They’re extraordinarily intelligent, they’re almost always good, they munch on gems, and one could be at the pub with your party and you wouldn’t even know.
Newton famously observed that for every action, there must be an equal yet opposite reaction. As we would later discover in 1974, he was talking about Dragons, of course. For every evil dragon, there must be a good dragon and vice versa. Good is the opposite of evil, we all know that. But what you might not know is that red is the opposite of gold. Which must be true, because Gold Dragons are the counterpart to Red Dragons, and if that doesn’t work then Newtonian physics doesn’t work and then where are we? Drowning in oobleck, I suppose. But that’s neither here nor there–what is here, right now, is a look back at the biggest, brightest, bestest of the metallic dragons.
Gold dragons are a lot nicer and a lot weirder than other dragons we’ve looked at here. Usually of genius intelligence and always lawful good as a rule, they can usually be found with a spellbook, and sometimes be found wandering around among other animals or humans – not that you would know by looking at them. Gold dragons are able to assume any form they would like by polymorphing themselves with little issue and no harm. They do, however, eat jewels and pearls for nourishment, so if you catch somebody at the local jewelry store munching down on some gems as if they were popcorn, you may have found yourself a gold dragon.
Second edition gold dragons are much the same as their older counterparts with a few additions to make them possibly the most reasonable creature your party could encounter. Before combat they engage in parley, using both the detect lie and detect gems spells. Once it’s been established that a peace won’t be found or what the terms of the battle will be, they will often use luck bonuses at the beginning of the combat if they haven’t already used a luck bonus at the start of their day as a morning habit. Their breath weapon is the dragon classic fire cone, but they can also cast spells at a 11th level.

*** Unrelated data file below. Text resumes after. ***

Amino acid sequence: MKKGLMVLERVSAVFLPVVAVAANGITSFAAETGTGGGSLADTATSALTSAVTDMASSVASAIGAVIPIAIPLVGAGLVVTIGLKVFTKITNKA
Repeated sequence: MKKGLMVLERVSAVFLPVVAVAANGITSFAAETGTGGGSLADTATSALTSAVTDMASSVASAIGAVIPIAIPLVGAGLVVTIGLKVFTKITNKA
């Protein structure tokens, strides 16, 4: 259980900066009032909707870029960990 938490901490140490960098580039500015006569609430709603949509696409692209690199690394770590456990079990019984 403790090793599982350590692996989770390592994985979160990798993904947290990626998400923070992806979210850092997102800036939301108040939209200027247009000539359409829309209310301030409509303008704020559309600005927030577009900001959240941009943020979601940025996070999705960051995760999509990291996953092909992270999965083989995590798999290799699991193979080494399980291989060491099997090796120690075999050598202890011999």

Sometimes there are great sweeping changes between editions that leave the new version of the monster looking almost unrecognizable from the previous versions. Other times, they even keep the same wording. The second edition to third edition transition of the gold dragon falls into the latter category. As is standard practice for 3E, they have broken the gold dragon down into twelve different age groups each with different spell casting levels, special abilities, armor classes and speed as well as added quite a few spells and abilities on top of the previous repertoire.
By 4E gold dragons act a little more like other dragons. They are still very intelligent and wise, but now they are generally unaligned as opposed to always being lawful good and will often act in ways that are selfish and self serving. In fact, aside from their transformative abilities, this edition makes gold dragons somehow less interesting and less special than any other kind of dragon.
Fifth edition brings back the lawful good dragon who hates injustice and evil making them creatures you will probably not have to face off against, but fearsome foes if you do. Loaded up with lair effects such as an ability to take a look into the future or banish another creature into a dream plane and regional effects that seem mostly designed the clue the adventurer into the fact that they may be entering gold dragon territory, they can be your best ally or your worst nightmare.
Have you encountered a gold dragon? Did you become fast friends or were they an enemy to fight. And how and why did you make an enemy of a gold dragon?! Let us know in the comments!